AutomaticThreadConfigis enabled) causes LDMs to behave as they did prior to NDB 8.0.23.
recover: A recovery thread retrieves data from a local checkpoint. A recovery thread specified as such never acts as a query thread.
It is also possible to combine the existing
repthreads in either of two ways:
Into a single thread by setting either one of these arguments to 0. When this is done, the resulting combined thread is shown with the name
Together with the
recvthread by setting both
tcto 0, and setting
recvto 1. In this case, the combined thread is named
In addition, the maximum numbers of a number of existing thread types have been increased. The new maximums, including those for query threads and recovery threads, are listed here:
Maximums for other thread types remain unchanged.
Also, as the result of work done relating to this task,
NDBnow employs mutexes to protect job buffers when using more than 32 block threads. While this can cause a slight decrease in performance (1 to 2 percent in most cases), it also significantly reduces the amount of memory required by very large configurations. For example, a setup with 64 threads which used 2 GB of job buffer memory prior to NDB 8.0.23 should require only about 1 GB instead in NDB 8.0.23 and later. In our testing this has resulted in an overall improvement on the order of 5 percent in the execution of very complex queries.
ndbmtd Thread Auto-Configuration. Beginning with NDB 8.0.23, it is possible to employ automatic configuration of threads for multi-threaded data nodes using the ndbmtd configuration parameter
AutomaticThreadConfig. When this parameter is set to 1,
NDBsets up thread assignments automatically, based on the number of processors available to applications, for all thread supported thread types, including the new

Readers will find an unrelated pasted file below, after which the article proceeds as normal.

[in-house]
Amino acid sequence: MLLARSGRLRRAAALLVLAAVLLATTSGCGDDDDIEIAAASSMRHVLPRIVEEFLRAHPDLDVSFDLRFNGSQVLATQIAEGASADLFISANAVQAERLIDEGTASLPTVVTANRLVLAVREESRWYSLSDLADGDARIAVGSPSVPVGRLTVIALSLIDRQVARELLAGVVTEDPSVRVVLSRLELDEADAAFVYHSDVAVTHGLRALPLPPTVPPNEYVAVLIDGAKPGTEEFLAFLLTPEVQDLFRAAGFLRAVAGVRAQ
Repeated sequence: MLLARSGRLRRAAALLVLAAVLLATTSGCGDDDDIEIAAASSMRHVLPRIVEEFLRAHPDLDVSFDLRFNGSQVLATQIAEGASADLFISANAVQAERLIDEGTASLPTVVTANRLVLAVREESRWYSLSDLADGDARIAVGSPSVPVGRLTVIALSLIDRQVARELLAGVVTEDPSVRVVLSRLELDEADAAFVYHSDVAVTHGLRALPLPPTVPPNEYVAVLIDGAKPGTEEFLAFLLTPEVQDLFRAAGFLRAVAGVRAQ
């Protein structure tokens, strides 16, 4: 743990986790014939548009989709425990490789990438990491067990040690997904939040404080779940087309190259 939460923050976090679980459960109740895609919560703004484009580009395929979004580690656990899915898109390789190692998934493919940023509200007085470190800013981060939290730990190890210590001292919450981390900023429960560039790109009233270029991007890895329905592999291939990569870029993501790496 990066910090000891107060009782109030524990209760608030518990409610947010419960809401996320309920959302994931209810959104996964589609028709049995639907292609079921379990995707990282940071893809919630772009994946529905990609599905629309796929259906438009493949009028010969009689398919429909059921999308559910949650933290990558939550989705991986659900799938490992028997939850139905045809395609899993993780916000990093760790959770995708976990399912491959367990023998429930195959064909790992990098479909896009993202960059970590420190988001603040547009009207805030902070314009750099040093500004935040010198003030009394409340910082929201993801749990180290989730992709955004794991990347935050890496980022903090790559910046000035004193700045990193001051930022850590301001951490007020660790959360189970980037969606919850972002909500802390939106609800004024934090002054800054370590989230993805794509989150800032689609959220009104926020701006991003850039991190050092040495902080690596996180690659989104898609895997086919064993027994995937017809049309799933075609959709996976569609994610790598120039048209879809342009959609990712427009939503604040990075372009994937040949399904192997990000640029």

recoverthread types described in the previous item. If the system does not limit the number of processors, you can do so if desired by setting
NumCPUs(also added in NDB 8.0.23). Otherwise, automatic thread configuration accommodates up to 1024 CPUs.
In addition, NDB 8.0.23 implements a number of new
ndbinfoinformation database tables providing information about hardware and CPU availability, as well as CPU usage by
NDBdata nodes. These tables are listed here:
Some of these tables are not available on every platform supported by NDB Cluster; see the individual descriptions of them for more information.
Hierachical views of NDB database objects. The
dict_obj_treetable, added to the
ndbinfoinformation database in NDB 8.0.24, can provide hierarchical and tree-like views of many
NDBdatabase objects, including the following:
Tables and associated indexes
Tablespaces and associated data files
Logfile groups and associated undo log files
For more information and examples, see Section 18.104.22.168, “The ndbinfo dict_obj_tree Table”.
Index statistics enhancements. NDB 8.0.24 implements the following improvements in calculation of index statistics:
Index statistics were previously collected from one fragment only; this is changed such that this extrapolation is extended to additional fragments.
The algorithm used for very small tables, such as those having very few rows where results are discarded, has been improved, so that estimates for such tables should be more accurate than previously.
As of NDB 8.0.27, the index statistics tables are created and updated automatically by default,